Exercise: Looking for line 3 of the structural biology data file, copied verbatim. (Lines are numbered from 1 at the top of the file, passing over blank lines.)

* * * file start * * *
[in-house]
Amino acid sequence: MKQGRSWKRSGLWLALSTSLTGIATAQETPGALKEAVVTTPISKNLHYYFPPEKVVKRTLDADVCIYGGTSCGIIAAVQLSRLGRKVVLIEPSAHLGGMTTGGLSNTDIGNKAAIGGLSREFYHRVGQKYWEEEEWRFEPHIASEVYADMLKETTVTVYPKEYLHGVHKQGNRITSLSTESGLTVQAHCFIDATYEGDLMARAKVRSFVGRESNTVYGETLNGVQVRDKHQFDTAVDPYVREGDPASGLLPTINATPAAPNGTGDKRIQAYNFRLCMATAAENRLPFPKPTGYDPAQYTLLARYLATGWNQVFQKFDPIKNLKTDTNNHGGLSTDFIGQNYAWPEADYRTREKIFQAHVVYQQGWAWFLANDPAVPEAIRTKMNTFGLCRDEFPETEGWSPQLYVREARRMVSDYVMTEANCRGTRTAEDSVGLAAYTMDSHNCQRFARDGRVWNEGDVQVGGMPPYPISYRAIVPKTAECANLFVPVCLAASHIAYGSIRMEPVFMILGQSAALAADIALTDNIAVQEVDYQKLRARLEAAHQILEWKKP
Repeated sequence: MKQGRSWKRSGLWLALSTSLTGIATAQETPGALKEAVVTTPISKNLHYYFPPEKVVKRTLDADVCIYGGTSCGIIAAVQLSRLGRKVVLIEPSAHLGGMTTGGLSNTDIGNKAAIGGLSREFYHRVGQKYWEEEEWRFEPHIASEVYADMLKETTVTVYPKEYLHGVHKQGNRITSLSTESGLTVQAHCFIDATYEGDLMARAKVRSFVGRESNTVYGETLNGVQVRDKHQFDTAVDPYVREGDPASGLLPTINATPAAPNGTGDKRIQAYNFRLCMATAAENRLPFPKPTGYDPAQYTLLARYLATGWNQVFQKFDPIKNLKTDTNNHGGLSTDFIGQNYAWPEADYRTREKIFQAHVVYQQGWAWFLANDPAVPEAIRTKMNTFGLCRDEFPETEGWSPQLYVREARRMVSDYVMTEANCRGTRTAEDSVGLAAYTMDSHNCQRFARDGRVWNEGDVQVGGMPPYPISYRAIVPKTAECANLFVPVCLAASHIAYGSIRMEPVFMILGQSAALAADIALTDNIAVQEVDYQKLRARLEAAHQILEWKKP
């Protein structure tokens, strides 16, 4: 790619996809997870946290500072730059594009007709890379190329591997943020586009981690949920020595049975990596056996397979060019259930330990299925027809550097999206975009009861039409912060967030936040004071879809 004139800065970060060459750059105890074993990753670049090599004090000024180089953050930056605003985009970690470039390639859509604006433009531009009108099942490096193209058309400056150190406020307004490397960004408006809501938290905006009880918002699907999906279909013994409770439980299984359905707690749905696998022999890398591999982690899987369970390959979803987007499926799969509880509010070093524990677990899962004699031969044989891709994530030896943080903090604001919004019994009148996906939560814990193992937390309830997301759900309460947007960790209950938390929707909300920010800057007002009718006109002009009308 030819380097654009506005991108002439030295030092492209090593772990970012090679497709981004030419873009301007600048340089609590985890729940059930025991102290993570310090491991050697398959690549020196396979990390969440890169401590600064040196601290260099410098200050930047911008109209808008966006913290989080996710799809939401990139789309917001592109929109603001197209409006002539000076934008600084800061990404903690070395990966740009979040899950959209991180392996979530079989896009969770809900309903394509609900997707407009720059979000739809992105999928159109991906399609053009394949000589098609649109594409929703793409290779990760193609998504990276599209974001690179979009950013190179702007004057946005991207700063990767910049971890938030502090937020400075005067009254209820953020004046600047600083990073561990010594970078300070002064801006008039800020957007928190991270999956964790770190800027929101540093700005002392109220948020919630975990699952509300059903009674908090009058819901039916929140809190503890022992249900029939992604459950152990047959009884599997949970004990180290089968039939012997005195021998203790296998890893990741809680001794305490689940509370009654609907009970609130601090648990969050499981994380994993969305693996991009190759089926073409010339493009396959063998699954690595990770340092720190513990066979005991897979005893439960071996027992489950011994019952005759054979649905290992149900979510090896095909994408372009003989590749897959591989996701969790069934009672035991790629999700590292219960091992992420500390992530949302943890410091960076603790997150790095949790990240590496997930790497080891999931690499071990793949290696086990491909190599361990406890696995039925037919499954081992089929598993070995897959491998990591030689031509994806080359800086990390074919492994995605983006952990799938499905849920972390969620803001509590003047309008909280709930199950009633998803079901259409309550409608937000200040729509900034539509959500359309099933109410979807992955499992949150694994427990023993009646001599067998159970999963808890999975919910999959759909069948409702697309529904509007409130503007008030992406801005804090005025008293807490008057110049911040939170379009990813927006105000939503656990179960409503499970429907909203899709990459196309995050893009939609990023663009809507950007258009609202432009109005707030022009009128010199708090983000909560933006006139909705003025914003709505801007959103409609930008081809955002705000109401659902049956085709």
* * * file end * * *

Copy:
Repeated sequence: MKQGRSWKRSGLWLALSTSLTGIATAQETPGALKEAVVTTPISKNLHYYFPPEKVVKRTLDADVCIYGGTSCGIIAAVQLSRLGRKVVLIEPSAHLGGMTTGGLSNTDIGNKAAIGGLSREFYHRVGQKYWEEEEWRFEPHIASEVYADMLKETTVTVYPKEYLHGVHKQGNRITSLSTESGLTVQAHCFIDATYEGDLMARAKVRSFVGRESNTVYGETLNGVQVRDKHQFDTAVDPYVREGDPASGLLPTINATPAAPNGTGDKRIQAYNFRLCMATAAENRLPFPKPTGYDPAQYTLLARYLATGWNQVFQKFDPIKNLKTDTNNHGGLSTDFIGQNYAWPEADYRTREKIFQAHVVYQQGWAWFLANDPAVPEAIRTKMNTFGLCRDEFPETEGWSPQLYVREARRMVSDYVMTEANCRGTRTAEDSVGLAAYTMDSHNCQRFARDGRVWNEGDVQVGGMPPYPISYRAIVPKTAECANLFVPVCLAASHIAYGSIRMEPVFMILGQSAALAADIALTDNIAVQEVDYQKLRARLEAAHQILEWKKP